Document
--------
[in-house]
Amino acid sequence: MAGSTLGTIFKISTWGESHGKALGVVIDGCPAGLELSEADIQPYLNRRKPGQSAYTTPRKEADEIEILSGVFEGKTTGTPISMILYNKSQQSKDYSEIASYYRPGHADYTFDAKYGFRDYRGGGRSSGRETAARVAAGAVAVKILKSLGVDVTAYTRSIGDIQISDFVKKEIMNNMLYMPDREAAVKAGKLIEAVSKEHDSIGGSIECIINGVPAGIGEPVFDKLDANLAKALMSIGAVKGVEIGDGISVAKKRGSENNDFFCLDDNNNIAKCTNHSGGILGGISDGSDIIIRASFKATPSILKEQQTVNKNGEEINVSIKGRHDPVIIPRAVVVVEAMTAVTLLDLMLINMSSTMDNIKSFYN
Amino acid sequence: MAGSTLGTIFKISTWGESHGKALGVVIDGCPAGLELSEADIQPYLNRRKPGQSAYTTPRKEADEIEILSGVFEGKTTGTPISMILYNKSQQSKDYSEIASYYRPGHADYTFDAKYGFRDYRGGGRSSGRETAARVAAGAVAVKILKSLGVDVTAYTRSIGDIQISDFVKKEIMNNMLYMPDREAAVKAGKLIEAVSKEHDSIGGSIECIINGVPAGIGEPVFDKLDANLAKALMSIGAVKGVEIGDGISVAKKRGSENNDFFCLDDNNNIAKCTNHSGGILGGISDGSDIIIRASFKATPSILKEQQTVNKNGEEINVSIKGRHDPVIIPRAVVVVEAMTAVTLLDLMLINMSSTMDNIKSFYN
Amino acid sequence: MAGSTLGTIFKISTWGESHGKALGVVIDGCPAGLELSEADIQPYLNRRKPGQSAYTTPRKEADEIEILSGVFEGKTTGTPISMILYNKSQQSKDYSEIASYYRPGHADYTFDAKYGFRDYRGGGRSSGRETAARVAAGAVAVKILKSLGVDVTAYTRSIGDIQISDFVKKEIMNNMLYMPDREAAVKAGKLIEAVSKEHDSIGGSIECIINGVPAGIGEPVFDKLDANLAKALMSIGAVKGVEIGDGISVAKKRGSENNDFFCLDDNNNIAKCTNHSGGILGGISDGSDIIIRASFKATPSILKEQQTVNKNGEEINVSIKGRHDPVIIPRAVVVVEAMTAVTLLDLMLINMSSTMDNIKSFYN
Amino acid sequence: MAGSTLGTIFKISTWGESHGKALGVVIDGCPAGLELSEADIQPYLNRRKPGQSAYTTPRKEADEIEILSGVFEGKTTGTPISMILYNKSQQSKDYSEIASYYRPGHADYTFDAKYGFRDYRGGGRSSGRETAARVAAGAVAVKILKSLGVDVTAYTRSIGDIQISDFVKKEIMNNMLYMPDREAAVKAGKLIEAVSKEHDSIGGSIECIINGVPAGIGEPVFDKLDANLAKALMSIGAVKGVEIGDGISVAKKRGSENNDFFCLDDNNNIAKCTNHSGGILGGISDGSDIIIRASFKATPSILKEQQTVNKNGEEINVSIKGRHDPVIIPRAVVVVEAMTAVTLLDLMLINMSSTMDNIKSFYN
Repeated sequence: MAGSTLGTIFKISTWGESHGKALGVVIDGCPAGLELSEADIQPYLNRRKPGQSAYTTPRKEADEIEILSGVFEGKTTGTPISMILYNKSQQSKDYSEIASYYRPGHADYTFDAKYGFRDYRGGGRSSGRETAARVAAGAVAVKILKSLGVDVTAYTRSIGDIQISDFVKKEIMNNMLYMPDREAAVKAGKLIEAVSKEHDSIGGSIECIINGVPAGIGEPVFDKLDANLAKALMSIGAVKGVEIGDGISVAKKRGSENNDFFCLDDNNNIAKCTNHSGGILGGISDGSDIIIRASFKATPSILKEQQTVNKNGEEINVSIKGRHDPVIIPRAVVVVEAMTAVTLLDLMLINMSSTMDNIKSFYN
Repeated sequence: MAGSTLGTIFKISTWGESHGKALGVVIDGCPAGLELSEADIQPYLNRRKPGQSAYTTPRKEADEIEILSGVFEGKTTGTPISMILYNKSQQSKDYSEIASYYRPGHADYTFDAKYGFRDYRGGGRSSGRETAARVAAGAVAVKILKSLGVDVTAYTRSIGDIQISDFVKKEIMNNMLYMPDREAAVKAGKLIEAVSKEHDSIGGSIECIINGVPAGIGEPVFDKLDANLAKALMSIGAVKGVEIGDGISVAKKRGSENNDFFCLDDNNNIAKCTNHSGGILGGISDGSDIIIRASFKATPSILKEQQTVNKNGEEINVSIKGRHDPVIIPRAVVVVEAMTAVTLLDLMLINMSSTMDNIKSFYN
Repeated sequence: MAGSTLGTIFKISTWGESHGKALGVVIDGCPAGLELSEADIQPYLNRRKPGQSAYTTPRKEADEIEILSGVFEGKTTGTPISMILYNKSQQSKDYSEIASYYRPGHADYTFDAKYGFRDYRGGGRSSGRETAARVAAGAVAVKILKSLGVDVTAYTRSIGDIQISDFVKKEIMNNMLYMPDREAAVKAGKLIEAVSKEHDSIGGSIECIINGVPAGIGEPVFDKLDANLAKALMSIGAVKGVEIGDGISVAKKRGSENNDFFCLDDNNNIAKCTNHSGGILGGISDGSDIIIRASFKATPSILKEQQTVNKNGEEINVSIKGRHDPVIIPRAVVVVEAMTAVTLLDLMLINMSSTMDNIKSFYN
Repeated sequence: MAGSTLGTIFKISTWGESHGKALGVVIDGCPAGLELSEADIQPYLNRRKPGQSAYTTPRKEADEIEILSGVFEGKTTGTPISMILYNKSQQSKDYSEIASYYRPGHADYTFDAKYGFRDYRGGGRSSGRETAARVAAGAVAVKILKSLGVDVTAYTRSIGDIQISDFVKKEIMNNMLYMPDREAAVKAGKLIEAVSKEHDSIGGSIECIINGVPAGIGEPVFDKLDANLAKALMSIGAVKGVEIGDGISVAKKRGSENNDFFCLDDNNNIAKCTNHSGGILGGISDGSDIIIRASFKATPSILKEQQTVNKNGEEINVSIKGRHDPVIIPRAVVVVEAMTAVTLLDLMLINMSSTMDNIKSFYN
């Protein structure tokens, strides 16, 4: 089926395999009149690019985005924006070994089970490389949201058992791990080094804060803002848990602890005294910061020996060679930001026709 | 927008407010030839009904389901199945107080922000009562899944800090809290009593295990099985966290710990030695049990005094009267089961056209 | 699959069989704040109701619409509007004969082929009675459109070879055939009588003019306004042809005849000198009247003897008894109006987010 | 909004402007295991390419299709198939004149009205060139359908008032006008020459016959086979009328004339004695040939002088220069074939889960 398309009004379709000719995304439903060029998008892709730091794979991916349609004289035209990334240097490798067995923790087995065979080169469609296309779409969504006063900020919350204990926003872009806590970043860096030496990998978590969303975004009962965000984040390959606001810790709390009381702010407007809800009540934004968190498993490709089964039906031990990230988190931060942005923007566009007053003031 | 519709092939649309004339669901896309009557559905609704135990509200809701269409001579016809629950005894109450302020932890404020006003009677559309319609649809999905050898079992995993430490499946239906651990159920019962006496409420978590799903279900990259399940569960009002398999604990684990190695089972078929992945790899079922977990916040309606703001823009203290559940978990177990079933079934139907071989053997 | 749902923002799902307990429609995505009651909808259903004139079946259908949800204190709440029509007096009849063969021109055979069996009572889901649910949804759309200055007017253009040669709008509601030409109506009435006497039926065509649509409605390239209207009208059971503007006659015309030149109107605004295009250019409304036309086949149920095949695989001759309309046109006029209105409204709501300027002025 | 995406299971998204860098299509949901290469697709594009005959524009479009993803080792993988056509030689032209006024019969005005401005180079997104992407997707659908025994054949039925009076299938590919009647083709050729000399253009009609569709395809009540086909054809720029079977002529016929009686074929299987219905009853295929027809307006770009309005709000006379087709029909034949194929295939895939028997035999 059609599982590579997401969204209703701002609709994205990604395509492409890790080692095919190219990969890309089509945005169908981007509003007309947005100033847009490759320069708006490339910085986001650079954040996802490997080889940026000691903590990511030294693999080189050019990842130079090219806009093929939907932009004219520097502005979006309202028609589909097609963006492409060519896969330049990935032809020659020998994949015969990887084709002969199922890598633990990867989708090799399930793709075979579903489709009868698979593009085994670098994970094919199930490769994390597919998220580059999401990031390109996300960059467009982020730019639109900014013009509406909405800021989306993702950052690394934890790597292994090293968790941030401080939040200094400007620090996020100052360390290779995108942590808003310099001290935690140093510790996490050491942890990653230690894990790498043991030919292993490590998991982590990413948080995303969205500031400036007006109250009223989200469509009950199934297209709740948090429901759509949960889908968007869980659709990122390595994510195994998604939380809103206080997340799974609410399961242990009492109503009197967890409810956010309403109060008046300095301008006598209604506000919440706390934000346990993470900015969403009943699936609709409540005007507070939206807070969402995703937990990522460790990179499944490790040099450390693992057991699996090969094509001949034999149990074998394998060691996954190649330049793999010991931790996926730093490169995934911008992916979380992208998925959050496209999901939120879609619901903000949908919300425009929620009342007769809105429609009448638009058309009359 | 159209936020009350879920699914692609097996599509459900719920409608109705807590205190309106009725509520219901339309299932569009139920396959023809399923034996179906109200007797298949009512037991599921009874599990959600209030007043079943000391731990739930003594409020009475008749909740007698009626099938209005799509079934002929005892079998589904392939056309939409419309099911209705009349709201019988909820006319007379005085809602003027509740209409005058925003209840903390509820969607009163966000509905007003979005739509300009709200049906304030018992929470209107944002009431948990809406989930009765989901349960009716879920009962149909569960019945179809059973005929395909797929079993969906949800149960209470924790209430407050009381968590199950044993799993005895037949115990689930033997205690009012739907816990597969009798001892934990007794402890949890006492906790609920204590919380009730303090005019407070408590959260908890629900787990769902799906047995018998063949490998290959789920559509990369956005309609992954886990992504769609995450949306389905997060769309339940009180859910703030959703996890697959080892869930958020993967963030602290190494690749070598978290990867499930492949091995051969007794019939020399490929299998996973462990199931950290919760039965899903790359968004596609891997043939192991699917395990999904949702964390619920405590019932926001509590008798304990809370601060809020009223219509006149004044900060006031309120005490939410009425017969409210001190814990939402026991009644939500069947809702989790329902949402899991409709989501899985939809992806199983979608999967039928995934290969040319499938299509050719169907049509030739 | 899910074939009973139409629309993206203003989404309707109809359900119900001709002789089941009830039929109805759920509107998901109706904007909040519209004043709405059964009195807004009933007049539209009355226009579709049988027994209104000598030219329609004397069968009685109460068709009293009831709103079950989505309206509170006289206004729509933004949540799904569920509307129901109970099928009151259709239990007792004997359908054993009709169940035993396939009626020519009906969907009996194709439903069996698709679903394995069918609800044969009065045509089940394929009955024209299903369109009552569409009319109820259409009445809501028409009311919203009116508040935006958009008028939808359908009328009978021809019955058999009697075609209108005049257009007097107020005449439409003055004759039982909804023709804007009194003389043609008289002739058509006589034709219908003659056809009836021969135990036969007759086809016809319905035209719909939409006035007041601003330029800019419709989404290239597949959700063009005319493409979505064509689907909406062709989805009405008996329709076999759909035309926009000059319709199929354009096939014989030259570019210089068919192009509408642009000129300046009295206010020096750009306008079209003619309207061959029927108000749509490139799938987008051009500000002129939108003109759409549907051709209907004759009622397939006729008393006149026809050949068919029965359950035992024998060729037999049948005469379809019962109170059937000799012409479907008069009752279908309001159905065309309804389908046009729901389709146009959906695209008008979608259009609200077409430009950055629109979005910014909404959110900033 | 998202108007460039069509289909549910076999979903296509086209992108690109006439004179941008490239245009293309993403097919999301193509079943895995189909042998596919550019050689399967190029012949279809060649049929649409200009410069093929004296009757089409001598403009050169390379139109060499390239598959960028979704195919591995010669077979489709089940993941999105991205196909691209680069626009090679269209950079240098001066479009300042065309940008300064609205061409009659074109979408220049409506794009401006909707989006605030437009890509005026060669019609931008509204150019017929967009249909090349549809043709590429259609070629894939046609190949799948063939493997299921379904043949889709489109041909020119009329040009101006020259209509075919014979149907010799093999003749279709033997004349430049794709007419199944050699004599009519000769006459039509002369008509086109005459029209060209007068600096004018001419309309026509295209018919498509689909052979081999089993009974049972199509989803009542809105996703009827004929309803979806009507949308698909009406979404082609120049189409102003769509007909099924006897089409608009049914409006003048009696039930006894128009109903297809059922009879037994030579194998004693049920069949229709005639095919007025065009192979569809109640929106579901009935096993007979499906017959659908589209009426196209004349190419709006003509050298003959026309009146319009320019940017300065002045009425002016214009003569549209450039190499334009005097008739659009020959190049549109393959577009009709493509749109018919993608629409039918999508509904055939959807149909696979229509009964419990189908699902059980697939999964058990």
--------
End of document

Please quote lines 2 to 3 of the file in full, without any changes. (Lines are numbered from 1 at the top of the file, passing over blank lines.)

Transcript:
Amino acid sequence: MAGSTLGTIFKISTWGESHGKALGVVIDGCPAGLELSEADIQPYLNRRKPGQSAYTTPRKEADEIEILSGVFEGKTTGTPISMILYNKSQQSKDYSEIASYYRPGHADYTFDAKYGFRDYRGGGRSSGRETAARVAAGAVAVKILKSLGVDVTAYTRSIGDIQISDFVKKEIMNNMLYMPDREAAVKAGKLIEAVSKEHDSIGGSIECIINGVPAGIGEPVFDKLDANLAKALMSIGAVKGVEIGDGISVAKKRGSENNDFFCLDDNNNIAKCTNHSGGILGGISDGSDIIIRASFKATPSILKEQQTVNKNGEEINVSIKGRHDPVIIPRAVVVVEAMTAVTLLDLMLINMSSTMDNIKSFYN
Amino acid sequence: MAGSTLGTIFKISTWGESHGKALGVVIDGCPAGLELSEADIQPYLNRRKPGQSAYTTPRKEADEIEILSGVFEGKTTGTPISMILYNKSQQSKDYSEIASYYRPGHADYTFDAKYGFRDYRGGGRSSGRETAARVAAGAVAVKILKSLGVDVTAYTRSIGDIQISDFVKKEIMNNMLYMPDREAAVKAGKLIEAVSKEHDSIGGSIECIINGVPAGIGEPVFDKLDANLAKALMSIGAVKGVEIGDGISVAKKRGSENNDFFCLDDNNNIAKCTNHSGGILGGISDGSDIIIRASFKATPSILKEQQTVNKNGEEINVSIKGRHDPVIIPRAVVVVEAMTAVTLLDLMLINMSSTMDNIKSFYN